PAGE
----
The book's reviews were glowing. "Want a spouse? Read this book!" proclaimed Fortune. The Observer raved that "Greenwald is the hottest thing to hit the dating scene since Sex and the City." The New York Post praised her pragmatism. Requests for help overwhelmed her inbox. Soon Greenwald expanded her business beyond merely writing about love to actually working as a matchmaker for male clients and as a dating coach for women.

Greenwald continues to write about love, though more briefly and regularly, for the Huffington Post, on dating websites such as, and for other sites including YourTango and GenConnect. She followed up on Find a Husband After 35 (now out in a new paperback version) with 2010's Have Him at Hello; together those books have pushed her career as a matchmaker for millionaires and earned Greenwald a spot on the NBC dating reality show The Match-Off. She has been featured on The Today Show, CNN, ABC Nightline and The Early Show, and in the pages of the New York Times, People, Fortune, the New Yorker, Cosmopolitan and Glamour.

Greenwald cannot begin to fill the country's matchmaking needs on her own. So four years ago, she developed a series of workshops to train others who want to enter the multibillion-dollar industry. At exclusive and demanding boot camps, she now spends two days a year instructing these acolytes in the secrets of successful matchmaking. And in 2010 and 2011, Greenwald delivered the keynote address at Matchmaking Pro's national conference, which is devoted to supporting a career that was not even a viable financial option when she took it on.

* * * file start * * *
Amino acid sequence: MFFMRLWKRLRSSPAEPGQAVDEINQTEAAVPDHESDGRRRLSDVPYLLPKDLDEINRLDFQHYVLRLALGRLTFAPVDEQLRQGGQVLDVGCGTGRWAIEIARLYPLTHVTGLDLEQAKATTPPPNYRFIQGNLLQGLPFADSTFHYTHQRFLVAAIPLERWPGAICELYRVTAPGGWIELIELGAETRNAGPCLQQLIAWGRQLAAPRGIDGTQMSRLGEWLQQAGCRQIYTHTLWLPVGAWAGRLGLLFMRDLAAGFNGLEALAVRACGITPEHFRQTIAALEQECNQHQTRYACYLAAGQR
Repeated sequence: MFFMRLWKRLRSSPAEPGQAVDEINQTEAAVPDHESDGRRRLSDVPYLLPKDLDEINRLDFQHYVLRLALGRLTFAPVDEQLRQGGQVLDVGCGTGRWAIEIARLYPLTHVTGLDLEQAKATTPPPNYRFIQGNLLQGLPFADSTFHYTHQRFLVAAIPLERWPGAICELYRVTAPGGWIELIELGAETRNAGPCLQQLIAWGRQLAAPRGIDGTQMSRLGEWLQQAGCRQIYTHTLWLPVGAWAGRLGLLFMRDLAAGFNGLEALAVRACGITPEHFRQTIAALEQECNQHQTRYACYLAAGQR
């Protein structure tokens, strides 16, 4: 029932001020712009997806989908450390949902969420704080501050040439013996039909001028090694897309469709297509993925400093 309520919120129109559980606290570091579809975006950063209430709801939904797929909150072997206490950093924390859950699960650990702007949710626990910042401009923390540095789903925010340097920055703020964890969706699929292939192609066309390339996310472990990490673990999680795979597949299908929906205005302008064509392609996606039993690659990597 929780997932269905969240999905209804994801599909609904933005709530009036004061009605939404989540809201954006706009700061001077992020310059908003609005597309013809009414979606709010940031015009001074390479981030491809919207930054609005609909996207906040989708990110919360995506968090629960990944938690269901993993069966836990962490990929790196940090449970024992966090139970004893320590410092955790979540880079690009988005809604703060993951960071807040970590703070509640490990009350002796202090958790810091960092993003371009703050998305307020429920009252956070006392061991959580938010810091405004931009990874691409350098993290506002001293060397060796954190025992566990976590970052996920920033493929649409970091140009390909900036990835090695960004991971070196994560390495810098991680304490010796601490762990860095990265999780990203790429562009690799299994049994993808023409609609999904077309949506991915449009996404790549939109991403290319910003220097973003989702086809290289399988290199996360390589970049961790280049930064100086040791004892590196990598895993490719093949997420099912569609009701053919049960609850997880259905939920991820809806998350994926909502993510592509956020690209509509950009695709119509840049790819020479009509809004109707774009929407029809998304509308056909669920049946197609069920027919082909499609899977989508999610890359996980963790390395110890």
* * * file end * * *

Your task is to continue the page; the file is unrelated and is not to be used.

"At that point, when I started, there were probably only about ten full-time national matchmakers in the United States, so it was really off the radar," she says. "Online dating was just beginning, but matchmaking has become incredibly popular as a living since then."

The only reason she turned down a repeat performance at this year's national conference is because her eldest son's SAT is scheduled for that day, and she didn't pick this career so that she could ignore her family.

In college, Greenwald had more first dates than any of her peers. Today, she says, she is offered more business than most of her Colorado matchmaking peers, though she rejects roughly 80 percent of those inquiries. Greenwald's matchmaking and date-coaching strategies continue to center on the same ones she used in the business world: branding, packaging and niche marketing. "Rachel is an amazing businesswoman," says Jaime Richards, one of Greenwald's most recent disciples. "She doesn't even bother with anything that isn't profitable."